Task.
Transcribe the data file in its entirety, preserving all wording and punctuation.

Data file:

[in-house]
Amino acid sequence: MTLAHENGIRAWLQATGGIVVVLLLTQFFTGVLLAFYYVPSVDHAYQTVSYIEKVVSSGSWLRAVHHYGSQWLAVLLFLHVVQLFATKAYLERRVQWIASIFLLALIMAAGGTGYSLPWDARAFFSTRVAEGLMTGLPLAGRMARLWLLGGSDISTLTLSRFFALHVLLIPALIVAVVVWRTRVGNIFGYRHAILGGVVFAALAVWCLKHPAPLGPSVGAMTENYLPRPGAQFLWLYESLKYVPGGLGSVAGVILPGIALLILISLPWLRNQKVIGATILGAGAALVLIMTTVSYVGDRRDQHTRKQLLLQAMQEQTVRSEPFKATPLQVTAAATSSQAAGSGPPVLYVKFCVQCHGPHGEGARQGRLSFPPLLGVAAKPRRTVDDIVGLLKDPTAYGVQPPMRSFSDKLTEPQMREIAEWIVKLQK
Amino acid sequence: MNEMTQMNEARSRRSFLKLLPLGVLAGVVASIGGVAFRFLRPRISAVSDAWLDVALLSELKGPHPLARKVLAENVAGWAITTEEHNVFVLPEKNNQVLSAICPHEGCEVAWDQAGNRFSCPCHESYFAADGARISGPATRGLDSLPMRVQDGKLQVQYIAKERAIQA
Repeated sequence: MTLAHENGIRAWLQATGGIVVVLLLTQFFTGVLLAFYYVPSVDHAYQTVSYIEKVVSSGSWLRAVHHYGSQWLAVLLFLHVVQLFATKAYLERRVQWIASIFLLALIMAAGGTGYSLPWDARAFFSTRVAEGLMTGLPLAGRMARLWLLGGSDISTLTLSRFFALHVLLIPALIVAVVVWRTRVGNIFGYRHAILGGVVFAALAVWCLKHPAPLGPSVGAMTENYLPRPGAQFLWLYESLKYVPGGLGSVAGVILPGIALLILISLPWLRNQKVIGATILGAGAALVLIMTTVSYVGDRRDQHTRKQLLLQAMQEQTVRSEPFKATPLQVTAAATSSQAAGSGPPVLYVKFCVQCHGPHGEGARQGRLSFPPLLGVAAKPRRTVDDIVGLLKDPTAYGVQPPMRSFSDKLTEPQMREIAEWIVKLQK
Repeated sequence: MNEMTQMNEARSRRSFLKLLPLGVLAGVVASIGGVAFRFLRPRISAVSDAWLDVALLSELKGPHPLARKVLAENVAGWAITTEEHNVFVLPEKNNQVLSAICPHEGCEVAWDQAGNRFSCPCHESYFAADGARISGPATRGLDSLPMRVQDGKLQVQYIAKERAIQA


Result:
[in-house]
Amino acid sequence: MTLAHENGIRAWLQATGGIVVVLLLTQFFTGVLLAFYYVPSVDHAYQTVSYIEKVVSSGSWLRAVHHYGSQWLAVLLFLHVVQLFATKAYLERRVQWIASIFLLALIMAAGGTGYSLPWDARAFFSTRVAEGLMTGLPLAGRMARLWLLGGSDISTLTLSRFFALHVLLIPALIVAVVVWRTRVGNIFGYRHAILGGVVFAALAVWCLKHPAPLGPSVGAMTENYLPRPGAQFLWLYESLKYVPGGLGSVAGVILPGIALLILISLPWLRNQKVIGATILGAGAALVLIMTTVSYVGDRRDQHTRKQLLLQAMQEQTVRSEPFKATPLQVTAAATSSQAAGSGPPVLYVKFCVQCHGPHGEGARQGRLSFPPLLGVAAKPRRTVDDIVGLLKDPTAYGVQPPMRSFSDKLTEPQMREIAEWIVKLQK
Amino acid sequence: MNEMTQMNEARSRRSFLKLLPLGVLAGVVASIGGVAFRFLRPRISAVSDAWLDVALLSELKGPHPLARKVLAENVAGWAITTEEHNVFVLPEKNNQVLSAICPHEGCEVAWDQAGNRFSCPCHESYFAADGARISGPATRGLDSLPMRVQDGKLQVQYIAKERAIQA
Repeated sequence: MTLAHENGIRAWLQATGGIVVVLLLTQFFTGVLLAFYYVPSVDHAYQTVSYIEKVVSSGSWLRAVHHYGSQWLAVLLFLHVVQLFATKAYLERRVQWIASIFLLALIMAAGGTGYSLPWDARAFFSTRVAEGLMTGLPLAGRMARLWLLGGSDISTLTLSRFFALHVLLIPALIVAVVVWRTRVGNIFGYRHAILGGVVFAALAVWCLKHPAPLGPSVGAMTENYLPRPGAQFLWLYESLKYVPGGLGSVAGVILPGIALLILISLPWLRNQKVIGATILGAGAALVLIMTTVSYVGDRRDQHTRKQLLLQAMQEQTVRSEPFKATPLQVTAAATSSQAAGSGPPVLYVKFCVQCHGPHGEGARQGRLSFPPLLGVAAKPRRTVDDIVGLLKDPTAYGVQPPMRSFSDKLTEPQMREIAEWIVKLQK
Repeated sequence: MNEMTQMNEARSRRSFLKLLPLGVLAGVVASIGGVAFRFLRPRISAVSDAWLDVALLSELKGPHPLARKVLAENVAGWAITTEEHNVFVLPEKNNQVLSAICPHEGCEVAWDQAGNRFSCPCHESYFAADGARISGPATRGLDSLPMRVQDGKLQVQYIAKERAIQA